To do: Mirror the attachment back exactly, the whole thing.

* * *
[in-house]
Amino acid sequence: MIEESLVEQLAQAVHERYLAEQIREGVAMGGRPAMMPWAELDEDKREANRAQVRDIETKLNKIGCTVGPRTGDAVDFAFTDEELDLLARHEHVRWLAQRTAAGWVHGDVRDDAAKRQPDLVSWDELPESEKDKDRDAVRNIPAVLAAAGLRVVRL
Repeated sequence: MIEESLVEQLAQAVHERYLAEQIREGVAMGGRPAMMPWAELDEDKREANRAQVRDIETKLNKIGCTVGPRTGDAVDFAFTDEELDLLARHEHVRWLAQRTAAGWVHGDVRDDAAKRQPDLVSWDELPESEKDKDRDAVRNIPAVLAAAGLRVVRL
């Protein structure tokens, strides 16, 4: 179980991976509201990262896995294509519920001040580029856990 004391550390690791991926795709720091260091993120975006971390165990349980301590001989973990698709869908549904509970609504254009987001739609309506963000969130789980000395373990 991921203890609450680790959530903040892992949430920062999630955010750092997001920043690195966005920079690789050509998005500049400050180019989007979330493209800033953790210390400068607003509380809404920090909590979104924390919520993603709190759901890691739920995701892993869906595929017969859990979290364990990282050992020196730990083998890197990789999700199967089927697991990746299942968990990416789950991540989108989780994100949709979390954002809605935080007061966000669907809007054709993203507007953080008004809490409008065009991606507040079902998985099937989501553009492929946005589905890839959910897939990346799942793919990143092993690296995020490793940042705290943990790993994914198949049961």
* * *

[in-house]
Amino acid sequence: MIEESLVEQLAQAVHERYLAEQIREGVAMGGRPAMMPWAELDEDKREANRAQVRDIETKLNKIGCTVGPRTGDAVDFAFTDEELDLLARHEHVRWLAQRTAAGWVHGDVRDDAAKRQPDLVSWDELPESEKDKDRDAVRNIPAVLAAAGLRVVRL
Repeated sequence: MIEESLVEQLAQAVHERYLAEQIREGVAMGGRPAMMPWAELDEDKREANRAQVRDIETKLNKIGCTVGPRTGDAVDFAFTDEELDLLARHEHVRWLAQRTAAGWVHGDVRDDAAKRQPDLVSWDELPESEKDKDRDAVRNIPAVLAAAGLRVVRL
């Protein structure tokens, strides 16, 4: 179980991976509201990262896995294509519920001040580029856990 004391550390690791991926795709720091260091993120975006971390165990349980301590001989973990698709869908549904509970609504254009987001739609309506963000969130789980000395373990 991921203890609450680790959530903040892992949430920062999630955010750092997001920043690195966005920079690789050509998005500049400050180019989007979330493209800033953790210390400068607003509380809404920090909590979104924390919520993603709190759901890691739920995701892993869906595929017969859990979290364990990282050992020196730990083998890197990789999700199967089927697991990746299942968990990416789950991540989108989780994100949709979390954002809605935080007061966000669907809007054709993203507007953080008004809490409008065009991606507040079902998985099937989501553009492929946005589905890839959910897939990346799942793919990143092993690296995020490793940042705290943990790993994914198949049961």